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  1. inase's Avatar
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    #1

    I could/couldn't care less ...

    Hello,

    I wonder why the following two sentences, one in the affirmative and the other in the negative, mean the same. The speaker is not interested in where humans originated.

    1. To be frank, I could care less where our ancestors come from.
    2. To be frank, I couldn't care less where our ancestors come from.

    My guess is:

    Both are in the past subjunctive mood, referring to the speaker's present idea. Sentence 2 is stronger in meaning in a double negative construction.

    Inase

  2. inase's Avatar
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    #2

    Re: I could/couldn't care less ...

    Quote Originally Posted by RobertJ View Post
    And by the way, where is the subjunctive mood?
    The auxiliary verb "could" is in the subjunctive.

    I interpreted your explanation as follows:

    1. I don't care now and I would care much less than now.
    2. I don't care now and I wouldn't care as much as now.

    Inase
    Last edited by inase; 01-Jun-2017 at 02:05.

  3. Senior Member
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    #3

    Re: I could/couldn't care less ...

    I could care less about the difference between the two expressions.

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    #4

    Re: I could/couldn't care less ...

    Logical or not, some speakers of AmE do use 'I could care less' with the same meaning as 'I couldn't care less'. You might be interested in this: https://www.merriam-webster.com/vide...ldnt-care-less and this: http://blog.dictionary.com/could-care-less/

    There is little point in considering whether any past-tense verb (except BE) is subjunctive or not, as subjunctive and indicative forms are identical.
    Last edited by Piscean; 01-Jun-2017 at 02:13.

  5. Raymott's Avatar
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    #5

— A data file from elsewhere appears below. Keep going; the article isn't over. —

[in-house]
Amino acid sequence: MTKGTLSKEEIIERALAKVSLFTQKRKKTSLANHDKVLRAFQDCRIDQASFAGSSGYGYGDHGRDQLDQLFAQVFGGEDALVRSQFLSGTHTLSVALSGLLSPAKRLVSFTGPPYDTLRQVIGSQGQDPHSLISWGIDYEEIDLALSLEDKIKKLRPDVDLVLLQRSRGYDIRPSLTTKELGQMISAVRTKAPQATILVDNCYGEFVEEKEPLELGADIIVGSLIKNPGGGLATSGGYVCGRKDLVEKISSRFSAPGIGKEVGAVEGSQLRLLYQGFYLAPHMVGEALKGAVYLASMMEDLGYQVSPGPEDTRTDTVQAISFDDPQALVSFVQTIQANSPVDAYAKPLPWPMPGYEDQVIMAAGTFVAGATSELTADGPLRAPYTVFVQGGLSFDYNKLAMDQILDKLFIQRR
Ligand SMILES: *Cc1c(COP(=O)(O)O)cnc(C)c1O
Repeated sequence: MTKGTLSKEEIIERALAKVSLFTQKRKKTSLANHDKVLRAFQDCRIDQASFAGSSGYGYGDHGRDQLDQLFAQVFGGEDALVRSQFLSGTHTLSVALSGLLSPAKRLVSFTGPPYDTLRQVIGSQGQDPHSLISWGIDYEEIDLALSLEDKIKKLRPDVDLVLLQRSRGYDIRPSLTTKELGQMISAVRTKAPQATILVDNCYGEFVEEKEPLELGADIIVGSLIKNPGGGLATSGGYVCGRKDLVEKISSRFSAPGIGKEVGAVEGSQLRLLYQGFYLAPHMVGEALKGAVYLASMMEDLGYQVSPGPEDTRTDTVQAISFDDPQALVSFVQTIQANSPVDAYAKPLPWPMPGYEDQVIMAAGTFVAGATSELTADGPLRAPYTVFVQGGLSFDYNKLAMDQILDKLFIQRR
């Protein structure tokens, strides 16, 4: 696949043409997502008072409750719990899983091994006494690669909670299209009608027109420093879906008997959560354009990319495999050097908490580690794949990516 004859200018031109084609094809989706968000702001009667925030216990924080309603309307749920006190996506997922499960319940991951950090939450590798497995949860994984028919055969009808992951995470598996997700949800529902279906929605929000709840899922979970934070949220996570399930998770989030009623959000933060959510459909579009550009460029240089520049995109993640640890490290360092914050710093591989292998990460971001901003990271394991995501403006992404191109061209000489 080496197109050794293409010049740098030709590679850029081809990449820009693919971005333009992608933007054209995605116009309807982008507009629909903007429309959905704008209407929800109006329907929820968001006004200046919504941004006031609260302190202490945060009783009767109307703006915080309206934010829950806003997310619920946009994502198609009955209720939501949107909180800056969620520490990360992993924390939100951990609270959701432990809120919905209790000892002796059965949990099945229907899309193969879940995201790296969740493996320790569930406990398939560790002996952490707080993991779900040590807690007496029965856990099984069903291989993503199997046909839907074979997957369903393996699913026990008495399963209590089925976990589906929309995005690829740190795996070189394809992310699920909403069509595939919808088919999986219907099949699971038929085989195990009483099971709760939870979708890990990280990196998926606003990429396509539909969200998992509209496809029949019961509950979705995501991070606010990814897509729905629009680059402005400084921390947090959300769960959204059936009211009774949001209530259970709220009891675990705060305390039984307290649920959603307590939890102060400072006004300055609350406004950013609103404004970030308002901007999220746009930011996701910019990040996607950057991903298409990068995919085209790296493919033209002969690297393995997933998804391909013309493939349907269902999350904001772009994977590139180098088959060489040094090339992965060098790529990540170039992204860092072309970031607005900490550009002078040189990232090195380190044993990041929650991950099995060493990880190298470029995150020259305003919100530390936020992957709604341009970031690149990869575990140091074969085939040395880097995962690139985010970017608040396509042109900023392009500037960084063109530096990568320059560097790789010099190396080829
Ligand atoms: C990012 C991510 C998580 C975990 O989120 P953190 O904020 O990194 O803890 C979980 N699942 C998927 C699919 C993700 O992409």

Re: I could/couldn't care less ...

    Quote Originally Posted by andrewg927 View Post
    I could care less about the difference between the two expressions.
    For someone purportedly "Interested in Language", there seem to be a lot of things about language that you couldn't care less about.
    Last edited by Raymott; 01-Jun-2017 at 05:49. Reason: typo

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    #6

    Re: I could/couldn't care less ...

    I was making fun of the fact that we, Americans, use the 2 expressions interchangeably even though logic doesn't support it.

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    #7

    Re: I could/couldn't care less ...

    Although some people insist that "I could care less" means the opposite of "I couldn't care less", those Americans who use the first expression invariably mean the second: they are entirely indifferent on the subject.
    I am not a teacher.

  8. Editor, UsingEnglish.com
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    #8

    Re: I could/couldn't care less ...

    Quote Originally Posted by RobertJ View Post
    They do NOT mean the same; they are contradictory.
    Are they? The positive form, which is a recent addition, seems to be used with the same meaning, whatever the logic of the grammar.

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    #9

    Re: I could/couldn't care less ...

    My logical mind cannot help but be appalled by I could care less meaning I don't care at all.

    My descriptive linguistic mind accepts that it does mean that for many speakers of AmE.

    My TEFL mind is delighted that, during the sixty or so years I have been studying English, most lexicographers and grammarians and some writers of style guides have rejected the artificial prescriptive 'rules' of earlier writers.
    Last edited by Rover_KE; 01-Jun-2017 at 18:21.

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    #10

    Re: I could/couldn't care less ...

    Possibly slightly off topic

    I am reminded of those who claim that an utterance such as I didn't not do it (meaning I didn't do it) is incorrect because that utterance means I did it/I did do it.

    It doesn't. To those who utter such words, and to those who hear them, the meaning is clear - the speaker is denying that they did something. Logicians might get upset, and teachers of English can justifiably state that such utterances are not accepted as standard English. However, the meaning is not that the speaker is admitting that they did something.

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